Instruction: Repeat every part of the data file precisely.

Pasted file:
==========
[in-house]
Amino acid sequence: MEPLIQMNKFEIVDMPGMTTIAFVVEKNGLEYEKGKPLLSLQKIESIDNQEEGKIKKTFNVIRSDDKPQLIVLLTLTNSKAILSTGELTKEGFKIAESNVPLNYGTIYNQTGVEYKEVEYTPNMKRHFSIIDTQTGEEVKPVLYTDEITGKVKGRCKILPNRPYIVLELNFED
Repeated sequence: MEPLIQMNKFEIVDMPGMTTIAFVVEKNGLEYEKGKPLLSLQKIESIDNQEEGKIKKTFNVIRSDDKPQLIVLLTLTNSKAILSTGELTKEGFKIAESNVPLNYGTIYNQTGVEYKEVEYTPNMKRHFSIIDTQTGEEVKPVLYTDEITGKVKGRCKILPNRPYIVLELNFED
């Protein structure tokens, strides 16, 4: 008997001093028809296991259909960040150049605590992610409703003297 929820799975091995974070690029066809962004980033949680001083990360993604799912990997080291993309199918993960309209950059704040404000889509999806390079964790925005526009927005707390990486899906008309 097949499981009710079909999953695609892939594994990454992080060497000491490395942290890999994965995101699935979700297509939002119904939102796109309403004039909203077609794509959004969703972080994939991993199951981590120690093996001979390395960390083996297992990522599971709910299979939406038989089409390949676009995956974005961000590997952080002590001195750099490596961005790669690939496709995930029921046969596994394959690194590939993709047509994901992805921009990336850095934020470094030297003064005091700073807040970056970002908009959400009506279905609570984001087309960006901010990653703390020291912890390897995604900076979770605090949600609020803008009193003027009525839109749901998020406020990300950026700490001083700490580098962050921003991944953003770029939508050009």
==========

[in-house]
Amino acid sequence: MEPLIQMNKFEIVDMPGMTTIAFVVEKNGLEYEKGKPLLSLQKIESIDNQEEGKIKKTFNVIRSDDKPQLIVLLTLTNSKAILSTGELTKEGFKIAESNVPLNYGTIYNQTGVEYKEVEYTPNMKRHFSIIDTQTGEEVKPVLYTDEITGKVKGRCKILPNRPYIVLELNFED
Repeated sequence: MEPLIQMNKFEIVDMPGMTTIAFVVEKNGLEYEKGKPLLSLQKIESIDNQEEGKIKKTFNVIRSDDKPQLIVLLTLTNSKAILSTGELTKEGFKIAESNVPLNYGTIYNQTGVEYKEVEYTPNMKRHFSIIDTQTGEEVKPVLYTDEITGKVKGRCKILPNRPYIVLELNFED
């Protein structure tokens, strides 16, 4: 008997001093028809296991259909960040150049605590992610409703003297 929820799975091995974070690029066809962004980033949680001083990360993604799912990997080291993309199918993960309209950059704040404000889509999806390079964790925005526009927005707390990486899906008309 097949499981009710079909999953695609892939594994990454992080060497000491490395942290890999994965995101699935979700297509939002119904939102796109309403004039909203077609794509959004969703972080994939991993199951981590120690093996001979390395960390083996297992990522599971709910299979939406038989089409390949676009995956974005961000590997952080002590001195750099490596961005790669690939496709995930029921046969596994394959690194590939993709047509994901992805921009990336850095934020470094030297003064005091700073807040970056970002908009959400009506279905609570984001087309960006901010990653703390020291912890390897995604900076979770605090949600609020803008009193003027009525839109749901998020406020990300950026700490001083700490580098962050921003991944953003770029939508050009």